No, Darfur must not go to the dogs again
By Editorial | February 11th 2021
The killing of 470 people and displacement of thousands others in Sudan's Darfur region is alarming.
The bloodshed is reported to have been sparked by the stabbing to death of an Arab man by a suspected black man in Genena, the capital of West Darfur province, during a fight. The Arab man's family retaliated by attacking people in the camp, leading to widespread clashes.
Understandably, the killings evoked painful memories of early 2000s when attacks by Arab militias, known as janjaweed, left 300,000 people dead and 2.7 million others displaced. The janjaweed are said to have had the blessings of ousted president Omar al-Bashir, who is facing war crimes and genocide charges at the International Criminal Court.
Notably, the latest killings came after a United Nations-African Union peacekeeping mission (UNAMID), that has been protecting the people in Darfur for the 10 years, ceased operations at the request of the transitional government.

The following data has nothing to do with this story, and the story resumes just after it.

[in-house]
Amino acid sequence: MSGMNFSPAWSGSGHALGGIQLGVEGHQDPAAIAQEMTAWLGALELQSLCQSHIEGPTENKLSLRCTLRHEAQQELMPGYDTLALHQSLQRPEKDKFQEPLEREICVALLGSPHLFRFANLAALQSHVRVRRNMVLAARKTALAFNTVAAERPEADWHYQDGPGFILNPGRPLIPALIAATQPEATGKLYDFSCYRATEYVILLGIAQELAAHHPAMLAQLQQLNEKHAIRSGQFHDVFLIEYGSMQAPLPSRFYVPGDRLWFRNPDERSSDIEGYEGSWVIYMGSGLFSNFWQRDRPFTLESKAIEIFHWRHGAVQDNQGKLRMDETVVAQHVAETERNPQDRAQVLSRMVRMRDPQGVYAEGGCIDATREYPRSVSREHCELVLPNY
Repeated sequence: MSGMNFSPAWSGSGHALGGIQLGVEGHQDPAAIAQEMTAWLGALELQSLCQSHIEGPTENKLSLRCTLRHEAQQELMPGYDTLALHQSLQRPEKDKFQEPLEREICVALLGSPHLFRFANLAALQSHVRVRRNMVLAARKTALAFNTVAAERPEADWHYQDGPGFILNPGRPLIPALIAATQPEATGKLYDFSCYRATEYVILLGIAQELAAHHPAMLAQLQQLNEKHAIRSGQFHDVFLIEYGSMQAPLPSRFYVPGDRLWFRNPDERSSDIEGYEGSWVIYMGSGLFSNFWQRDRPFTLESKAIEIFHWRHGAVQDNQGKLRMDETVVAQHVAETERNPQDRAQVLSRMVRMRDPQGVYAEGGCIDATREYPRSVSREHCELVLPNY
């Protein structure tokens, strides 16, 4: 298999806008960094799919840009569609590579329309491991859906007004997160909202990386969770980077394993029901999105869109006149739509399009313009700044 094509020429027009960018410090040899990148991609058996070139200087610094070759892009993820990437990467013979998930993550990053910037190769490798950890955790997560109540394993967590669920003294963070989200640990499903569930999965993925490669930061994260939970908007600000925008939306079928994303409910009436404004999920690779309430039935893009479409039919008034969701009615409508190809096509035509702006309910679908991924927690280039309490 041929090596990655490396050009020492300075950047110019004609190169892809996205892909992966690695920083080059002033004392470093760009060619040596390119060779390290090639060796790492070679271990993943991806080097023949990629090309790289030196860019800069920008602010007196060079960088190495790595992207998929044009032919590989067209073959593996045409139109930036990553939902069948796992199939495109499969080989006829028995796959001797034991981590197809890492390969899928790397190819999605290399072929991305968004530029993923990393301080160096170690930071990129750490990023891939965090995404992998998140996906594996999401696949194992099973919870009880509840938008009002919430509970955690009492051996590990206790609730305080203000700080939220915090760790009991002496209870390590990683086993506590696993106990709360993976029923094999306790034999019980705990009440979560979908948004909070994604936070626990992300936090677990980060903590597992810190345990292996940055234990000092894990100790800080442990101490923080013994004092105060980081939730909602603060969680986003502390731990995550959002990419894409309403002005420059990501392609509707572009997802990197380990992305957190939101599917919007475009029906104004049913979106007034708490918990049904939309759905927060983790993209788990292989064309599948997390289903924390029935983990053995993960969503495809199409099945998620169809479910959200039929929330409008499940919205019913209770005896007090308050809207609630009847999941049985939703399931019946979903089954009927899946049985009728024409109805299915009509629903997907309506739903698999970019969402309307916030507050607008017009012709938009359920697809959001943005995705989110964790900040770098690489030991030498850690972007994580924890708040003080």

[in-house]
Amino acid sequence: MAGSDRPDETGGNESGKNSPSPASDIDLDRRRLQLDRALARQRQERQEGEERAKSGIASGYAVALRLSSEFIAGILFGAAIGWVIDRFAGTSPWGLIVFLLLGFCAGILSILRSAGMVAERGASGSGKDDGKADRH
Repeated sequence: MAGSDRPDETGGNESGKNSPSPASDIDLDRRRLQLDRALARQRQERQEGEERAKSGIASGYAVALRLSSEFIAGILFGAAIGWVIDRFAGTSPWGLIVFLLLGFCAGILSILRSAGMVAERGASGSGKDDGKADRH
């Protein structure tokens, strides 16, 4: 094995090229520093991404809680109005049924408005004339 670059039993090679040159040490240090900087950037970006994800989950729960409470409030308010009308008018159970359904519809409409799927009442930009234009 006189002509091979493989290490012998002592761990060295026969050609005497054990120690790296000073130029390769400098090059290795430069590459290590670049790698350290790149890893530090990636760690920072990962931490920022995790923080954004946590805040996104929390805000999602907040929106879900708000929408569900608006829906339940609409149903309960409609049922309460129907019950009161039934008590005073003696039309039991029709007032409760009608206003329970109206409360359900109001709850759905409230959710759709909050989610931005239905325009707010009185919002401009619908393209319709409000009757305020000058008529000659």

By asking UNAMID to leave, one would have assumed that the government was fully prepared to take charge and plug the gap left by the peacemakers. But the bloodletting has clearly showed that that it is not. That is tragic.
The government must now pull up its socks and ensure that the life and property of each and every law-abiding Darfurian is protected. Above all, the government must be alert to ensure that Darfur does not slide back to the kind of anarchy that was witnessed in early 2000s. If Khartoum proves incapable of securing Darfur, the world must not stand by and watch as innocent lives are snuffed out.
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